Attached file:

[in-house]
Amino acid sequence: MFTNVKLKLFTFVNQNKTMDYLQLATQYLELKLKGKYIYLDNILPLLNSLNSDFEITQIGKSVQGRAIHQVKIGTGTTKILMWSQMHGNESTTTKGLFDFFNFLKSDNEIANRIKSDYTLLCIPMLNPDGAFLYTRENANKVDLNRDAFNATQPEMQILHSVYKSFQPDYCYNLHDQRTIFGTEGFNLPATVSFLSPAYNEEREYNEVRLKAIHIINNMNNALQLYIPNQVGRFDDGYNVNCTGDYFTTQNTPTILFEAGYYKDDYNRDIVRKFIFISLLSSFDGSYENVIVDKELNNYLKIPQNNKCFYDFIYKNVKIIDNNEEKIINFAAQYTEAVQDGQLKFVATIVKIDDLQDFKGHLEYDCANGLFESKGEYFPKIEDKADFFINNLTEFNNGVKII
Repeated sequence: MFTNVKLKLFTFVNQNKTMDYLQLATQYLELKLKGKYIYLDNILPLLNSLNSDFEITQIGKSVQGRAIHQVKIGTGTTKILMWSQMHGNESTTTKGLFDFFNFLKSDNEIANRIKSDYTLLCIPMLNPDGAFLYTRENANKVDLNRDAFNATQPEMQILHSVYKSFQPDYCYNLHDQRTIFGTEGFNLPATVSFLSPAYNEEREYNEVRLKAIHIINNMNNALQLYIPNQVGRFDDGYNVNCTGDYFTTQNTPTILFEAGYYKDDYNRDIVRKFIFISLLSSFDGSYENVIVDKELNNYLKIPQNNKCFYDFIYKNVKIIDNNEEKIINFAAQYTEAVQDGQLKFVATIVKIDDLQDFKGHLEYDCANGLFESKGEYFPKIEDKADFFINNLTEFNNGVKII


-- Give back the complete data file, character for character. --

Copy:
[in-house]
Amino acid sequence: MFTNVKLKLFTFVNQNKTMDYLQLATQYLELKLKGKYIYLDNILPLLNSLNSDFEITQIGKSVQGRAIHQVKIGTGTTKILMWSQMHGNESTTTKGLFDFFNFLKSDNEIANRIKSDYTLLCIPMLNPDGAFLYTRENANKVDLNRDAFNATQPEMQILHSVYKSFQPDYCYNLHDQRTIFGTEGFNLPATVSFLSPAYNEEREYNEVRLKAIHIINNMNNALQLYIPNQVGRFDDGYNVNCTGDYFTTQNTPTILFEAGYYKDDYNRDIVRKFIFISLLSSFDGSYENVIVDKELNNYLKIPQNNKCFYDFIYKNVKIIDNNEEKIINFAAQYTEAVQDGQLKFVATIVKIDDLQDFKGHLEYDCANGLFESKGEYFPKIEDKADFFINNLTEFNNGVKII
Repeated sequence: MFTNVKLKLFTFVNQNKTMDYLQLATQYLELKLKGKYIYLDNILPLLNSLNSDFEITQIGKSVQGRAIHQVKIGTGTTKILMWSQMHGNESTTTKGLFDFFNFLKSDNEIANRIKSDYTLLCIPMLNPDGAFLYTRENANKVDLNRDAFNATQPEMQILHSVYKSFQPDYCYNLHDQRTIFGTEGFNLPATVSFLSPAYNEEREYNEVRLKAIHIINNMNNALQLYIPNQVGRFDDGYNVNCTGDYFTTQNTPTILFEAGYYKDDYNRDIVRKFIFISLLSSFDGSYENVIVDKELNNYLKIPQNNKCFYDFIYKNVKIIDNNEEKIINFAAQYTEAVQDGQLKFVATIVKIDDLQDFKGHLEYDCANGLFESKGEYFPKIEDKADFFINNLTEFNNGVKII